Blessed Are the Peacemakers, U2 - Rolling Stone
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Blessed Are the Peacemakers, U2

With a battle hymn of rock & roll, the Irish band preaches the politics of love

U2, The Edge, Bono, Adam Clayton, Larry Mullen Jr., The Tube TV ShowU2, The Edge, Bono, Adam Clayton, Larry Mullen Jr., The Tube TV Show

U2; L-R: The Edge, Bono (waving flag), Adam Clayton, Larry Mullen Jr. performing live on The Tube TV Show in the United Kingdom on March 16th, 1983.

Erica Echenberg/Redferns/Getty

Bono Vox likes to think of himself as a revolutionary, a man with a mission. And when he gets fired up, which is practically all the time, he just loves to talk. If he’s with a group of people, he dominates the conversation. And if it’s just one-on-one, the other person is lucky to get a word in edgewise. It’s like the boy can’t help it; he’s got to spread his message.

Right now, as he and the other members of U2 are airborne, flying from a show in London to one in Glasgow, Bono is on a real roll. The matter at hand is why he feels U2 is a special band, and why it is that they’ve developed such a strong following on both sides of the Atlantic. At a time when pop music is dominated by swishy, style-soaked synthesizer bands whose main concern seems to be their ability to make people dance and forget the problems of the world, U2 stands out as a real exception.

For one thing, they’re a rock band in the more traditional sense of the word. Guitar, bass and drums – no electronic keyboards, no computerized drums. Granted, their sound is modern – dominated by Larry Mullen’s boomy drumming and Dave “the Edge” Evans’ droning, neopsychedelic guitar playing – but they’re still a far cry from trendy technofunksters. And War, their third and latest album, doesn’t shy away from weighty issues: its songs grapple with such topics as the strife in Northern Ireland, Polish Solidarity and nuclear terror.

Then there are the band members themselves. Fashion-conscious these guys are not. No pouf hairdos. No photo spreads in Vogue or The Face. Black jeans and a sleeveless black combat jacket will do justfine, thank you. And their lifestyle doesn’t jibe with that of the usual rock & roller, either. Though they don’t support any particular denomination, three of them – Bono, Mullen and Evans – are devoted Christians. Not rabid Bible thumpers, mind you, but if they get bored traveling between gigs, there’s a good chance they’ll pick up the Good Book and read a few verses.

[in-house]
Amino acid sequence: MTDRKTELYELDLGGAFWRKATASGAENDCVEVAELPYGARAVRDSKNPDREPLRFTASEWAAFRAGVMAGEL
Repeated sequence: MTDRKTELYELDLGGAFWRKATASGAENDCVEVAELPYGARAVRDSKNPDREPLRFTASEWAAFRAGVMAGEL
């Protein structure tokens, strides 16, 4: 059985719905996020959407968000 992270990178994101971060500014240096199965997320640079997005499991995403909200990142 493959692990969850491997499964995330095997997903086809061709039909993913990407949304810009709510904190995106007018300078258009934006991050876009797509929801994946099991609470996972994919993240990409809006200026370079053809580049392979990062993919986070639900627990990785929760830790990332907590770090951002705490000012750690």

And all those factors, Bono believes, make U2 truly revolutionary. “I think that, ultimately, the group is totally rebellious, because of our stance against what people accept as rebellion,” he says. “The whole thing about rock stars driving cars into swimming pools – that’s not rebellion. People would be very pleased if I did that, and our record company would be only too pleased to pay the bill, because we’d get in the news and sell more records. That’s not rebellion.

“Revolution starts at home, in your heart, in your refusal to compromise your beliefs and your values. I’m not interested in politics like people fighting back with sticks and stones, but in the politics of love. I think there is nothing more radical than two people’s loving each other, because it’s so infrequent.”


There are two Explanations of how Paul Hewson came to be called Bono Vox. One is that it’s a somewhat skewed Latin translation of “good voice” – an appropriate moniker for a lead singer. The other is that it came from the brand name of a British hearing aid – a device one didn’t need if Bono was around.

“I had the loudest mouth,” he admits. “When we formed the group, I was the lead guitar player, singer and songwriter. Nobody talked back at first. But then they talked me out of being lead guitar player and into being a rhythm guitar player. And then they talked me out of being the rhythm guitar player and into just being the singer. And then they tried to talk me out of being the singer and into being the manager. But I held on to that. Arrogance may have been the reason.”

U2 came together in 1978 at the Mount Temple Comprehensive School in Dublin. Larry Mullen was the only member with any musical experience, having played drums in a local marching band. When he was expelled from that outfit because of his long hair, he decided to form a rock group and put a note up on the school bulletin board. Bono, bassist Adam Clayton, guitarist Dave Evans (nicknamed “the Edge” apparently because of the shape of his head) and his brother, Dick, also a guitarist, all responded. (Dick soon dropped out to attend university but has since reemerged as a member of a frenzied postpunk act called the Virgin Prunes.)

All of the band members had solid middle- or lower-middle-class backgrounds: Clayton’s father is a pilot for Aer Lingus, the Edge’s father is an engineer who designs heating systems in the family garage, and Bono’s and Mullen’s are civil fathers are civil servants. And all of the families tried to help the boys get their fledgling band off the ground.

Early practice sessions, for example, were held in a garden shed behind the Edge’s house in the Dublin suburb of Malahide Village. “They were all quite serious about music,” recalls Gwenda Evans, the Edge’s mom. “They would come here every morning at about 10 and really work very hard. I used to make them lunch. I was amazed that they took it so seriously.

They may have taken their music seriously, but they found that their limited skills made it impossible for them to perform cover versions of songs by bands like Television, Talking Heads or the Patti Smith Group – the artists that they were fond of at the time. So they decided to write their own material.

Even at this early stage, the band began feeling that there was something special about its music. “When people came into our little rehearsals, they were touched by the music,” says Bono. “The songs that we wrote really did have that spark, that ability to affect people.”

But if they were really going to get the band off the ground, they needed a manager, and the only man they knew of who might be capable of the job was Paul McGuinness. Though his background was essentially in movies – he worked on such feature films as Zardoz and The Great Train Robbery and directed commercials in Dublin – he had also managed a group called Spud. In fact, he even had landed them a recording contract in Sweden, something of a major accomplishment considering the group’s reportedly limited talent.